Governor’s axing of funding for multiple City and County of Sarasota projects seen as payback for Gruters’ endorsement of Trump for president

None of City Commission’s requests wins approval

State Sen. Joe Gruters has told a variety of publications that he believes Gov. Ron DeSantis’ elimination of many of the funding requests that Gruters included in the state budget for the City of Sarasota and Sarasota County was payback for Gruters’ endorsement of Donald Trump in the 2024 Republican race for President.

As Politico pointed out in an article, “Gruters, the former chair of the Republican Party of Florida who has an icy relationship at times with DeSantis, is one of 14 legislators who did not endorse the Republican governor’s presidential campaign right before he officially jumped into the GOP primary last month.”

Gruters told reporter Jacob Ogles of, “The Governor is clearly upset I endorsed Donald Trump for President, and so he took it out on the people of Sarasota County.”

On June 15, DeSantis vetoed every funding request that Gruters had included for the City of Sarasota in the Fiscal Year 2024 state budget. The same day, City Manager Marlon Brown sent the city commissioners an email, alerting them to that action.

Commissioner Jen Ahearn-Koch responded, “Unbelievable!”

Sarasota County managed to hang on to several of its projects, as Rob Lewis, director of governmental relations for the county, pointed out during one of the commission’s budget workshops last week.

Among the appropriations for the county was $8 million for “Multi-modal roadway improvements to provide increased resiliency, safety and capacity for vehicular, pedestrian and bicycle traffic on approximately 1.4 miles of Laurel Road from Knights Trail Road to Jacaranda Boulevard, a hurricane evacuation route,” as the formal request read. “The project will also provide increased capacity for alternative routes during times of severe congestion on Interstate 75,” the document added.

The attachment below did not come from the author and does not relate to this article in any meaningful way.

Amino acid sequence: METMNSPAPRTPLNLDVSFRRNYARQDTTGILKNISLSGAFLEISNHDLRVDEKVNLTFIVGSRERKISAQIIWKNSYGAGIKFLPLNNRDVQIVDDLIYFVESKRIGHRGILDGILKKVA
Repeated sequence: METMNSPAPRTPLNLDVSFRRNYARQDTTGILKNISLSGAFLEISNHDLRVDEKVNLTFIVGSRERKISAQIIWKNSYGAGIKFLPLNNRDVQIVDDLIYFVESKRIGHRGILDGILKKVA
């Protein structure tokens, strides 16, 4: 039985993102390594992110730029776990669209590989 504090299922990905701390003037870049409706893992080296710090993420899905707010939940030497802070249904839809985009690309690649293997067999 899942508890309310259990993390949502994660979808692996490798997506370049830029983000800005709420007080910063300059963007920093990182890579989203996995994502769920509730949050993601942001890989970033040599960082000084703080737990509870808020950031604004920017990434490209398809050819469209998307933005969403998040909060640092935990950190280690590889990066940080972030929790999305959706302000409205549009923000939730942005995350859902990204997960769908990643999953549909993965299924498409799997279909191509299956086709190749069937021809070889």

Legislative records show that state Rep. James Buchanan, a Republican who lives in Osprey, also supported that funding request.

Additionally, Buchanan filed formal documentation seeking $5 million for the construction of a new complex at the Loveland Center in Venice that is being designed to encompass 127 residential units; 19 duplex-style villas (three bedrooms) with approximately 1,400 square feet each; and three, three-story apartment buildings with a total of 84 units (one and two bedrooms), as the official appropriation request form explained that proposal. “Loveland will designate a set aside for up to 40% of the units as housing for individuals with intellectual and developmental disabilities,” the form pointed out.

Altogether, the new state budget includes a $15-million allocation for the Loveland initiative, which is formally is known as the Sen. Nancy C. Detert Home of Your Own Program. The late county Commissioner Detert, who was a past member of both the Florida Senate and House, had advocated for that Loveland funding, as Lewis of Governmental Relations noted during the June 20 county budget workshop.

Further, DeSantis approved a $1-million appropriation for the county’s Regional Fire/EMS Training Academy, in the Venice area, according to the final appropriations list released by the Florida House and Senate. That amount was half of what was shown on Gruters’ list of local projects.